Get travel and medical insurance

Before travelling, the Department strongly recommends that you obtain comprehensive travel insurance which will cover all overseas medical costs, including medical repatriation/evacuation, repatriation of remains and legal costs. You should check any exclusions and, in particular, that your policy covers you for the activities you want to undertake.

Yellow fever

There has been an outbreak of yellow fever across Sudan. Travellers to Sudan should ensure they have been vaccinated against yellow fever and should bring their vaccination certificate with them.


Make sure you bring enough medication for your entire trip and for any unexpected delays. You may wish to also bring copies of your prescription in case you lose your medication.


In general tap water is not safe to drink. Bottled water is readily available.

Additional Information

Additional information

Entry requirements (visa/passport)

If you are unsure about the entry requirements for Sudan, including visa and other immigration information, ask your travel agent or contact the Embassy of Sudan in London.

You can also check with them how long your passport must be valid for.


It’s advisable to take a number of photocopies of your passport with you when travelling to Sudan and you should carry a photocopy of your passport at all times during your stay.

If your passport is lost or stolen while you’re abroad, we can help.

What we can do:

  • Issue you a replacement passport that will let you finish your trip, or;
  • Issue you with an emergency travel document to get you home.

We’ll do our best to help you as quickly as possible but this can take some time. Your location and circumstances may limit the help we can give you. As Ireland does not have an Embassy in Sudan there may be additional complications in processing and application for a new passport.

You should contact the Embassy in Nairobi in Kenya or Honorary Consul in Khartoum or to find out what you need to do to apply for a passport. They will also be able to advise you on the fees which apply.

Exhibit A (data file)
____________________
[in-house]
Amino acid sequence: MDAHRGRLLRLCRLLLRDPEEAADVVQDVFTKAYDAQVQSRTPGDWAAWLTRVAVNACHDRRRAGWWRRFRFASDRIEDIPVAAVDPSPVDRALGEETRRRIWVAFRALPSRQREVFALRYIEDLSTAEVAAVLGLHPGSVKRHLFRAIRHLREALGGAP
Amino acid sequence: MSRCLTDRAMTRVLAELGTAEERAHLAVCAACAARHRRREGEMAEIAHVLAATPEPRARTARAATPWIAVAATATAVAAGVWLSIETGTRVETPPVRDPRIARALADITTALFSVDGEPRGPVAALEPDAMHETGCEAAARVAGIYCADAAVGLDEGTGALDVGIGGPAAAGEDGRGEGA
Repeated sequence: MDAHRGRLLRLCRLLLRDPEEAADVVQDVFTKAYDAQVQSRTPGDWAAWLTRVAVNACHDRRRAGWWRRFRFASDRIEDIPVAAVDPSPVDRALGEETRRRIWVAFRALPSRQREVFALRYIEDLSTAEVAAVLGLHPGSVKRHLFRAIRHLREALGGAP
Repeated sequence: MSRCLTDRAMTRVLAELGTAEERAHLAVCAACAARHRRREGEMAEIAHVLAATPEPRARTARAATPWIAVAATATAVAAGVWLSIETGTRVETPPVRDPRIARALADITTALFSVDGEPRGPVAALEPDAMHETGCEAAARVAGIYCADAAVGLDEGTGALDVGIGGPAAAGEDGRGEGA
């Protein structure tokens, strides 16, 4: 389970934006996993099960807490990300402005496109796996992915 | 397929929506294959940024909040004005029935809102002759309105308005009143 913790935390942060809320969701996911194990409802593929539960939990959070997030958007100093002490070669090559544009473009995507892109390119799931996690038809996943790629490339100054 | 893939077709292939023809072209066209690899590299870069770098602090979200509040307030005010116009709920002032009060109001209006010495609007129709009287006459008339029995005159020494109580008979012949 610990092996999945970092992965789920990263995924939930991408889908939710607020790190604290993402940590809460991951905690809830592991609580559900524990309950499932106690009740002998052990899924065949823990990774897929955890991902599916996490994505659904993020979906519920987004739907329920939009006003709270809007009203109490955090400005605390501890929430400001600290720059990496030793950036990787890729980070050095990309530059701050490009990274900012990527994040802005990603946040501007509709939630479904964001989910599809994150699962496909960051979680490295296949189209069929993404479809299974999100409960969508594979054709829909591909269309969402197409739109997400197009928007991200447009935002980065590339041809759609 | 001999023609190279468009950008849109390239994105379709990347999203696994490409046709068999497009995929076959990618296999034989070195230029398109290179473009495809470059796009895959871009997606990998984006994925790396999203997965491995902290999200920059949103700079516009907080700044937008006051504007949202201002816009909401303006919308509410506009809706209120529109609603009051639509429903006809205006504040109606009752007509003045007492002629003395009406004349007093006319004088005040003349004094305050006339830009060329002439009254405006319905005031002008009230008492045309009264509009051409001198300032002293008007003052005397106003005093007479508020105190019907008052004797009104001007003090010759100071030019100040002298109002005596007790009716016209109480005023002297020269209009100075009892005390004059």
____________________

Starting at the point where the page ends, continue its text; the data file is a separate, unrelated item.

The temperature in the summer months in some areas can reach over 40 degrees Celsius. Drink plenty of water to avoid dehydration. Sudan can suffer from drought.


Sudan sometimes suffers from flash flooding. If you are planning to travel overland to remote areas during the rainy season, note that flooding can make areas inaccessible by road.


Sudan also experiences sandstorms.


Credit cards and travellers' cheques are not usually accepted in Sudan. It’s not possible to get cash against credit cards at banks and credit cards are not accepted at hotels to settle bills. Neither is it possible to cash travellers' cheques through the local banking system in Sudan. Make sure you have enough hard currency, preferably US dollars, to cover expenses during your stay.


Embassy contact

Embassy Contact

If you require urgent assistance while the Embassy is closed, contact the Embassy Duty Officer on +254 (0) 716 353 999

Embassy of Ireland
4th Floor
Delta Office Suites
Manyani Road
Off Waiyaki Way
PO Box 30659-00100

Tel: +254 0205 135 300

Monday to Friday 08:00-16:00

Contact us

Honorary Consulate Contact

Dr. Ronald Eliaho Shaoul
Honorary Consul of Ireland
No.1/15 Block 4F,
Industrial Area ,
DAL Group Building,
P.O.Box : 807
Khartoum North

Tel: +249 155 117 886

Email: Email us